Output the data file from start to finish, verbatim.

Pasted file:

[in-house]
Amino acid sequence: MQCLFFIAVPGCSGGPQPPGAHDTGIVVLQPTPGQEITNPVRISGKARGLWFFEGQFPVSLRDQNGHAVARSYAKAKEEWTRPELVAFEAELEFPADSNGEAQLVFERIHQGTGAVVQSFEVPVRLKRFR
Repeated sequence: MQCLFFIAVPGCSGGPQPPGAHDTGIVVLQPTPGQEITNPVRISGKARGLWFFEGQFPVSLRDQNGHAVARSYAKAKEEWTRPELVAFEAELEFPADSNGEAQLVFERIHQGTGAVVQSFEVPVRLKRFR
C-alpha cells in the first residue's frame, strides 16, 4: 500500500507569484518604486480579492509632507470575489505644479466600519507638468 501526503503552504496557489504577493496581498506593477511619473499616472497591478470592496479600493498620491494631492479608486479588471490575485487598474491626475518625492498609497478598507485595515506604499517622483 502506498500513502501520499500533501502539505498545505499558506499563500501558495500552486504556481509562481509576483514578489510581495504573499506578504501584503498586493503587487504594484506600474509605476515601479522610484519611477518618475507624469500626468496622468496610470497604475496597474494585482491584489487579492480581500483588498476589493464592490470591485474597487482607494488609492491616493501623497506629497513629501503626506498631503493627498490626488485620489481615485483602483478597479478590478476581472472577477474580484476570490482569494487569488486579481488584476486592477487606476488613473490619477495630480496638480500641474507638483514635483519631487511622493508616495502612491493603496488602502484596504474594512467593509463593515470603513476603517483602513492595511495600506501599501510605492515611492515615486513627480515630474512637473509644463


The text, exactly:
[in-house]
Amino acid sequence: MQCLFFIAVPGCSGGPQPPGAHDTGIVVLQPTPGQEITNPVRISGKARGLWFFEGQFPVSLRDQNGHAVARSYAKAKEEWTRPELVAFEAELEFPADSNGEAQLVFERIHQGTGAVVQSFEVPVRLKRFR
Repeated sequence: MQCLFFIAVPGCSGGPQPPGAHDTGIVVLQPTPGQEITNPVRISGKARGLWFFEGQFPVSLRDQNGHAVARSYAKAKEEWTRPELVAFEAELEFPADSNGEAQLVFERIHQGTGAVVQSFEVPVRLKRFR
C-alpha cells in the first residue's frame, strides 16, 4: 500500500507569484518604486480579492509632507470575489505644479466600519507638468 501526503503552504496557489504577493496581498506593477511619473499616472497591478470592496479600493498620491494631492479608486479588471490575485487598474491626475518625492498609497478598507485595515506604499517622483 502506498500513502501520499500533501502539505498545505499558506499563500501558495500552486504556481509562481509576483514578489510581495504573499506578504501584503498586493503587487504594484506600474509605476515601479522610484519611477518618475507624469500626468496622468496610470497604475496597474494585482491584489487579492480581500483588498476589493464592490470591485474597487482607494488609492491616493501623497506629497513629501503626506498631503493627498490626488485620489481615485483602483478597479478590478476581472472577477474580484476570490482569494487569488486579481488584476486592477487606476488613473490619477495630480496638480500641474507638483514635483519631487511622493508616495502612491493603496488602502484596504474594512467593509463593515470603513476603517483602513492595511495600506501599501510605492515611492515615486513627480515630474512637473509644463